Commonwealth’s Attorney releases tape, as jury says Xzavier Hill shooting was justified.
Editor’s note: ( In this story, we link to the grand jury report on the Xzavier Hill case, the evidence record and dash cam video. Some of the links provide graphic photos and detail. )
RICHMOND-Officials won’t file charges in the shooting death of Xzavier Hill. On Friday night, Virginia State Police and the Goochland County Commonwealth’s Attorney released details from the grand jury hearing held this week. Jury members returned a unanimous decision that “the actions of the officers were justified in the exercise of deadly force,” the statement read. “Criminal charges against the two Virginia State Police troopers involved are not warranted.”
The Goochland County Commonwealth’s Attorney’s office provided the entire grand jury report. They also released the dash cam video, which Hill’s family had been calling for over the last month. It shows events from the first point where the troopers started following Hill to the situation after the shooting. Goochland officials also released the evidence documented in the case. This includes the gun found in Hill’s car, interviews with Hill’s girlfriend and others.
“Xzavier Deyonte Hill initiated and continued to engage in an escalating course of dangerous conduct, resulting in a violent confrontation with law enforcement,” the grant jury’s statement read. “Mr. Hill’s failure to comply with the commands of the Troopers and then introduce a firearm into a rapidly evolving event provided a reasonable basis for the officers to believe they were in imminent danger.”
After reviewing the evidence, the grand jury felt there was no probable cause to believe either trooper committed any criminal offense during the Jan. 9 incident.
“This body unanimously determines that the actions of Trooper Bone and Trooper Layton were reasonable, justified and supported by the facts and circumstances as they were known to the troopers at that time,” the statement reads.
What The Grand Jury Saw
At about 4:30 a.m. on Jan. 9, Troopers Layton and Boone were monitoring the westbound lanes of Interstate 64. This was near the Route 288 interchange in Henrico County. A white Mercedes with only one headlight came down the road and they clocked it at 96 mph in a 65 mph zone. The troopers then started following the vehicle. Dash cam video and the grand jury report show the Mercedes staying between 93 to 97 mph, while slightly swerving between lanes.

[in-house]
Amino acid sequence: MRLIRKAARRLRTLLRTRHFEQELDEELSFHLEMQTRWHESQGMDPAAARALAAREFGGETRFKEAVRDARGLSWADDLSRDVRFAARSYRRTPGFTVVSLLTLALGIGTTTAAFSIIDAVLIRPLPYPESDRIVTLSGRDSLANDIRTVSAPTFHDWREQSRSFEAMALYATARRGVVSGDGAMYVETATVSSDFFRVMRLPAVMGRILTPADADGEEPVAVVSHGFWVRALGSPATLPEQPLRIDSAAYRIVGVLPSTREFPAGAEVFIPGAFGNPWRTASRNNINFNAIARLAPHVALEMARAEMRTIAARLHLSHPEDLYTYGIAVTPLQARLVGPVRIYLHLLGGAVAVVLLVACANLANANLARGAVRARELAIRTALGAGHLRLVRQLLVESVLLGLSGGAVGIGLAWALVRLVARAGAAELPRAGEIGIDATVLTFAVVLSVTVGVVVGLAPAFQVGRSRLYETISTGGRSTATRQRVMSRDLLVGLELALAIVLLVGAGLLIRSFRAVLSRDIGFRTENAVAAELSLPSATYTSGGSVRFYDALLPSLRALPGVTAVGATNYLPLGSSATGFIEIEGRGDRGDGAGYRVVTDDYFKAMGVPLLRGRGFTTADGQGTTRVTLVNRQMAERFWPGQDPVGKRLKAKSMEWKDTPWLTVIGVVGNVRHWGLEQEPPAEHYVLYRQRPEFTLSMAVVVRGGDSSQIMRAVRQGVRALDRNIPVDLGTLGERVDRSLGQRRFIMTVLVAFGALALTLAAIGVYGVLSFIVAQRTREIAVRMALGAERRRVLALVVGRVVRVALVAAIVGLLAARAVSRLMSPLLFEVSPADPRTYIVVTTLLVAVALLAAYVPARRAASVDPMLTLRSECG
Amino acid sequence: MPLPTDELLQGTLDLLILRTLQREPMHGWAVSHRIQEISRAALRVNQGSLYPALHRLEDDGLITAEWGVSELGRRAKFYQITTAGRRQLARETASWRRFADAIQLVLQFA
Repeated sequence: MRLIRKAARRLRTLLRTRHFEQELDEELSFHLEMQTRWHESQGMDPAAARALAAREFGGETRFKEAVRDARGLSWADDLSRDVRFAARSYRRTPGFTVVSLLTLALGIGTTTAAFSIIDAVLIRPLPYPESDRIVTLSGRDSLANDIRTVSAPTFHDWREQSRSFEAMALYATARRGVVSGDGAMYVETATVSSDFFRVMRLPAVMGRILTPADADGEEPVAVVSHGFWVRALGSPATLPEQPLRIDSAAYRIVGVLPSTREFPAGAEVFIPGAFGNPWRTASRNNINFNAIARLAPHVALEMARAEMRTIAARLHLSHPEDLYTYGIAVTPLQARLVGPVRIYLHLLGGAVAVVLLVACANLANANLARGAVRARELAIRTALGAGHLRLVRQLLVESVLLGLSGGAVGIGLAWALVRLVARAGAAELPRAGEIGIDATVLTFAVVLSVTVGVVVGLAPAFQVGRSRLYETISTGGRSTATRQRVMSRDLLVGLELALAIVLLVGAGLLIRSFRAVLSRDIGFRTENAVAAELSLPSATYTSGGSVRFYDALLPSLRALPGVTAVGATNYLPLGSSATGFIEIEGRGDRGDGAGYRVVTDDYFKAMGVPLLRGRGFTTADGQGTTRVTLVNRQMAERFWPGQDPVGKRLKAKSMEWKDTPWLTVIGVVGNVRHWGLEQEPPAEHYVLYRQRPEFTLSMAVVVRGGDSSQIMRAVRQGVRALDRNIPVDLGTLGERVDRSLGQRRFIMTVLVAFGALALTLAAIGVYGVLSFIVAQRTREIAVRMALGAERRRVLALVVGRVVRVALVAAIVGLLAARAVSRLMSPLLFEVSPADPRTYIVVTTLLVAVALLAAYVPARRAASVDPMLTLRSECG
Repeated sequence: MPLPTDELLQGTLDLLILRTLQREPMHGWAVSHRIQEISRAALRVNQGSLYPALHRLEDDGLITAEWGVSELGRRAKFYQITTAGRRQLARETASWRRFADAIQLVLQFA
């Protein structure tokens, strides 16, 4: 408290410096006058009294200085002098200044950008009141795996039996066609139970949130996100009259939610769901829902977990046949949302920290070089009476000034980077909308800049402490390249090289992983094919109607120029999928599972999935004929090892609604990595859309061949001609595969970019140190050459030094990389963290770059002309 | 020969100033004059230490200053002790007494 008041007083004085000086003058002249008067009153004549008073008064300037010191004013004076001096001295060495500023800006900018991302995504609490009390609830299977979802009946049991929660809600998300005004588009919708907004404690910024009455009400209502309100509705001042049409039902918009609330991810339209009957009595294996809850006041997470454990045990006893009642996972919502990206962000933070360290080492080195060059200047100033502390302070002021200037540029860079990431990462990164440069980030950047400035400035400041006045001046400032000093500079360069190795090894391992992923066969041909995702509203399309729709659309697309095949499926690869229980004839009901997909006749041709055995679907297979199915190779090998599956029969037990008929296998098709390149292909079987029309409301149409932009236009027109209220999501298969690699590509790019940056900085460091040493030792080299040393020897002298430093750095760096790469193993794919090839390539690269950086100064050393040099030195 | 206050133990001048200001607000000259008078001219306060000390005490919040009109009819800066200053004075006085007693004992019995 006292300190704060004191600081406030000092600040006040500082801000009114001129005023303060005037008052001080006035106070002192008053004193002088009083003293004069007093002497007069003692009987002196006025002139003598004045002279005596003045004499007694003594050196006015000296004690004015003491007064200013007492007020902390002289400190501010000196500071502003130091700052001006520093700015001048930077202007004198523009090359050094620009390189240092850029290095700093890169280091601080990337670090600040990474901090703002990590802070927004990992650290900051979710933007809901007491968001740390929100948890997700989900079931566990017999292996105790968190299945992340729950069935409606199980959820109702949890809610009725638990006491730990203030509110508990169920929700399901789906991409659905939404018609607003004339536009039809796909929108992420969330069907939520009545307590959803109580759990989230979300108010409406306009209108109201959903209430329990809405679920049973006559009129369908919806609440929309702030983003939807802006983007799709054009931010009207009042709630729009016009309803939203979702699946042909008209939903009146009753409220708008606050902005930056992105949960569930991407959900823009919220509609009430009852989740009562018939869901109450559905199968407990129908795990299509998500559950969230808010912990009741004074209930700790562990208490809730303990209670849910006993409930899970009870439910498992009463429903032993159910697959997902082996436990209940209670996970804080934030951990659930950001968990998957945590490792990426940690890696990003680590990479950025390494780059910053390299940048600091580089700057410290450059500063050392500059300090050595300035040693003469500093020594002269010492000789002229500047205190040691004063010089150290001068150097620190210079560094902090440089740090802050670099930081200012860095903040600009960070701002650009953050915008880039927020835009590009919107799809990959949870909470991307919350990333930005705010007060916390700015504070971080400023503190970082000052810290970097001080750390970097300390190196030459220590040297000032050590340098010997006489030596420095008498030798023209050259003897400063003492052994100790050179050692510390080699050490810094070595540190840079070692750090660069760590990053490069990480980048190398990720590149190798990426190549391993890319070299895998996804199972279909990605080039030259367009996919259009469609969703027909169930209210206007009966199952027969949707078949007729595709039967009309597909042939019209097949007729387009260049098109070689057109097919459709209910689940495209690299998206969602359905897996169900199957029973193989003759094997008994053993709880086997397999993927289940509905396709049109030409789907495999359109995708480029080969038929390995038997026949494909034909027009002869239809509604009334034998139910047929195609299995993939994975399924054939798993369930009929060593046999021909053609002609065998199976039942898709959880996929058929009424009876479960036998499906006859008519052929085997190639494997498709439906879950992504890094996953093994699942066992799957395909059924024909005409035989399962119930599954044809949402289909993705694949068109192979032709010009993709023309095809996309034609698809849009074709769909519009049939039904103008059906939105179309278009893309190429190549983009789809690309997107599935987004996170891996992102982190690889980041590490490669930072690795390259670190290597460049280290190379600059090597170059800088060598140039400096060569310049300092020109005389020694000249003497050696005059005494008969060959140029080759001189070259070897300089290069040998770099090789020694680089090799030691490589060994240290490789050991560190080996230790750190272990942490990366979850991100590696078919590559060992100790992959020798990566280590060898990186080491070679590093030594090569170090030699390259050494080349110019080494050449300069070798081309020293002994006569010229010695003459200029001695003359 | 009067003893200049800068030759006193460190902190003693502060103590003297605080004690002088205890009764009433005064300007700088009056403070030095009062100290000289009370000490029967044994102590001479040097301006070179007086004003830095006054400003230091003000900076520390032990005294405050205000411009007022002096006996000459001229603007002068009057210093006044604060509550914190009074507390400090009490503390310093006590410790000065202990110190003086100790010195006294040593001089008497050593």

The troopers followed the Mercedes as it headed into Goochland County. As the lanes went from three to two, they turned on the emergency lights and ordered the Mercedes’ driver to pull over. Instead, the video shows the Mercedes’ driver cut off the car’s lights, while accelerating to 120 mph. That started a very brief chase which ended minutes later, when the Mercedes pulled over on the right shoulder of the road.
As the troopers slowed down, the driver suddenly accelerated again and attempted a U-turn, losing control and going slightly down the embankment. The video shows the driver kept trying to accelerate and get back on the road, but due to the muddy ground, the car’s back wheels just kept spinning. Eventually, the driver gave up trying to get away, as both troopers approached the car with their guns drawn.
Here’s a section from the transcript the grand jury saw:
At this point, the Mercedes driver, Xzavier Hill, stretched his left hand out of the driver’s side window. He looks to be reaching for the driver’s door handle and keeps telling officers that his door won’t open.
Hill was hit by one bullet in his left hand, one bullet on the left side of his face and one bullet at the base of his neck.
After the Shooting
Troopers continued to issue orders to Hill after firing the shots. Then they started looking for the gun seen in his vehicle. It took more than a minute for Bone to find the weapon in the front passenger seat of the Mercedes.
After locating the gun, they removed Hill from his car, checked his pulse and called for emergency medical services. The troopers soon found Hill was telling the truth. His driver’s side door handle didn’t work and the door couldn’t open.
Troopers removed a Smith & Wesson .40 caliber handgun, with serial number FCL1110. Remember that serial number. It’ll come back up. As for the gun itself, there was a cartridge jammed in the chamber, with no magazine. Instead, the ammunition magazine was on the floorboard.
In the days following the shooting, Hill’s family members raised two points. First, he didn’t own a gun. Second, if his left hand was outside of the car, how did the left-handed Hill try to reach back, grab a gun and fire on police, as the troopers claimed?
The prosecution told the grand jury about a Norfolk resident who reported his Smith & Wesson missing on Jan. 10. He said it had disappeared from his car sometime between Jan. 7 and Jan. 10. The only people who had been in the vehicle in that time, the Norfolk resident said, was his girlfriend’s sister and her friend, Xzavier Hill. The gun’s serial number was FCL1110, the same as the weapon found in Hill’s car on Jan. 9.
As for how a left-handed person would reach back and fire with their right hand, the prosecution showed the grand jury photos of Hill, taken from his own smartphone. In multiple pictures from last November, Hill is seen posing with a gun, holding it in his right hand. The images don’t show Hill firing or aiming the gun. He’s posing for the camera in each. The prosecution argued the photos “clearly shows Mr. Hill was possessed of such ability as to utilize a handgun with his right hand.”
Grand jury members took this information and said that both troopers acted correctly. They said Hill introduced a handgun into the situation and caused the troopers to feel threatened.
Brian Carlton is Dogwood’s managing editor. You can reach him at email@example.com.